The Alphabet of Art & Antiques – Italian style! L is for…
The 2023 San Francisco Fall Show will celebrate La Dolce Vita – the quintessentially Italian approach to the “good life”. We will indulge in the pure pleasure of appreciating and collecting art, antiques and design. From Botticelli to Bertoia, from Fellini to Fornasetti, from Schiaparelli to Sottsass, La Dolce Vita is all about poetic beauty, breathtaking art, groundbreaking design, exuberant colors and refined materials. We’re breaking it down alphabetically… L is for:
Lacca Contrafatta (also termed Lacca Povera) was developed to imitate the appearance of costly, scarce, and fashionable high value lacquer being imported into Europe from the far East. This popular form of decoration sprang up in Venice circa 1750 and used prints, cut and pasted on to armoires, cabinets and chests, then painted, gilded and finished with clear varnish. Interestingly, Lacca Contrafatta is now rarer and possibly more valued in the west than the material it imitated.
From Carlton Hobbs: Charming pair of cream Lacca Contrafatta folding tea tables, German or possibly Swedish, 18th century.
The Italian furniture known as Lacca Povera, which translates as “poor man’s lacquer,” dates from the 18th century and may or may not have originated in Venice. Also known as Lacca Contraffata, or “counterfeit lacquer,” it is basically an imitation of Oriental lacquer. The technique involves printed paper images pasted on the painted furniture surface and then coated with many coats of varnish to create the illusion of high-gloss lacquer decoration. To satisfy the demand for a less expensive version of the true lacquer decoration, printers produced sheets of engravings specifically for Lacca Povera decoration. Chinoiserie figures, shepherds and sheperdesses, huntsmen, garlands, and bouquets of flowers are all common printed motifs. One of the printing firms that produced sheets of motifs specifically intended to be cut out to create Lacca Povera furniture was Giovanni Antonio Remondini.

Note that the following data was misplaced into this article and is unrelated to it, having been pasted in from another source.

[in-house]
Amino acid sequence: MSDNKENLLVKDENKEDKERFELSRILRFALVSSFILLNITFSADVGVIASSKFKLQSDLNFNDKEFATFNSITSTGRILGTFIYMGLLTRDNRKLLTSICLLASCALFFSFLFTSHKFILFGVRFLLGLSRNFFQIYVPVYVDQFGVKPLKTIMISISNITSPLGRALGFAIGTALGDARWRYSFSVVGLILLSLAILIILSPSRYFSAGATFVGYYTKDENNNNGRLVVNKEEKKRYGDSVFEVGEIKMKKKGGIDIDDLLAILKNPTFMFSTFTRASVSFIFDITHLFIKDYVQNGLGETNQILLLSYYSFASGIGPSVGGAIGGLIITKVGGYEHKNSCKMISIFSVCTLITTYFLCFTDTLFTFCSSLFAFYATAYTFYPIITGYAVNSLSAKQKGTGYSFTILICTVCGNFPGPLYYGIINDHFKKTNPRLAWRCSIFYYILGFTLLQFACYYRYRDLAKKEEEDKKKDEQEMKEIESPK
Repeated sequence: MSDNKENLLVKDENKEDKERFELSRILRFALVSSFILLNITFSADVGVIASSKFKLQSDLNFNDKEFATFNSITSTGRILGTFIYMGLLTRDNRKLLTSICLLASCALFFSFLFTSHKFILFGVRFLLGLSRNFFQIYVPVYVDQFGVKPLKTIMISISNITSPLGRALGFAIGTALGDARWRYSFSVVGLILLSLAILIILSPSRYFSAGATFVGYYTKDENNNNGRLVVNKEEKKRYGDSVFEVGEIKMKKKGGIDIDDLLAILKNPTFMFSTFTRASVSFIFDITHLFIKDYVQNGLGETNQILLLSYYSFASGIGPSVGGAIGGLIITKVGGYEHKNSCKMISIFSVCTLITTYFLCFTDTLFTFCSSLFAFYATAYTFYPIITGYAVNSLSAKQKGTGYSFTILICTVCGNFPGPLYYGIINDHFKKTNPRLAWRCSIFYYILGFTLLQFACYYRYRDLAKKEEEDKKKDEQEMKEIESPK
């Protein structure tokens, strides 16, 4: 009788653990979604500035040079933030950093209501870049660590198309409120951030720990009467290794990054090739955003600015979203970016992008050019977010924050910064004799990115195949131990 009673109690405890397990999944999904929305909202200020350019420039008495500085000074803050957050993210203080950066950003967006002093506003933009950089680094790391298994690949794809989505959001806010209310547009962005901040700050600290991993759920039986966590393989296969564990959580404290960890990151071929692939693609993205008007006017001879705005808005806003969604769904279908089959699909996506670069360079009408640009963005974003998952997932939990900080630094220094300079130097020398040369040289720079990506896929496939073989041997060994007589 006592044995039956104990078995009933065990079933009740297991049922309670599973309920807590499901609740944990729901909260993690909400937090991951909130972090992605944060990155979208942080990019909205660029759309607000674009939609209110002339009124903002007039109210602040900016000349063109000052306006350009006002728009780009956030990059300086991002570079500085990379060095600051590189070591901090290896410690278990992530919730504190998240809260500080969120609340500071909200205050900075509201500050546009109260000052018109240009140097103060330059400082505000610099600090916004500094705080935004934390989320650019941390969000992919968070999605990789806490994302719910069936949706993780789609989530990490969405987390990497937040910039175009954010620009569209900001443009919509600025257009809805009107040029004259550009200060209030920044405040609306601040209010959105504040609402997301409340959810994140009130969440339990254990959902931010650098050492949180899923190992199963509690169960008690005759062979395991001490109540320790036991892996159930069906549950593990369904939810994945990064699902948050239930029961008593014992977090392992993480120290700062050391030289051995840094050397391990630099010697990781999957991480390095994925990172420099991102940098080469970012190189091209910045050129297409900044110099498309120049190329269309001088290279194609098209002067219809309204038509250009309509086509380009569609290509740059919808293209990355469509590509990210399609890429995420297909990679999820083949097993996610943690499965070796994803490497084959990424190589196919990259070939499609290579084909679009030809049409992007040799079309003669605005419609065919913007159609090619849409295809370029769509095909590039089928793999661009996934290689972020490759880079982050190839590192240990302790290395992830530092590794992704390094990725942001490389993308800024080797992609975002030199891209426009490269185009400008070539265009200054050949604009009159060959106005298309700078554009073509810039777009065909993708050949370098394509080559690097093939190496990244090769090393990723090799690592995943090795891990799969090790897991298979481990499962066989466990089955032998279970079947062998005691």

An Italian Rococo Lacca Povera Commode, Second Half 18th Century. Image via Andrew Jones Auctions.
Lattimo refers to a white glass produced in the 15th century to imitate porcelain, using tin and lead. The word originates from “latte” (milk).
Lattimo glass vase. Venice, circa 1500-1509. Image via The British Museum.
Latticino is a term used to describe glass decorated with a pattern of white, or sometimes colored, threads of glass. The technique is also known as Filigrana (thread-grained). It was developed in 16th century Venice and has been used to produce three main effects on glass: vetro a retorti, which has twists embedded in clear glass; vetro a reticello, which has a fine network of crossed threads; and vetro a fili, which has a spiral or helix pattern.
Tall Salviati latticino wine glass goblet, circa 1900
Fra Filippo Lippi (1406 – 1469)
Fra Filippo Lippi, a renowned Italian Renaissance painter, left an indelible mark on the art world with his distinctive style and captivating works. Born in Florence, Lippi’s early life was marked by turbulence, as he was orphaned and eventually found his calling as a monk. However, his passion for art could not be suppressed, and he embarked on a remarkable artistic journey. Lippi’s paintings are characterized by their delicate use of color, graceful compositions, and a keen sense of realism. His ability to capture the human form with remarkable detail and emotion is evident in works like “Madonna and Child” (below) and “The Annunciation.”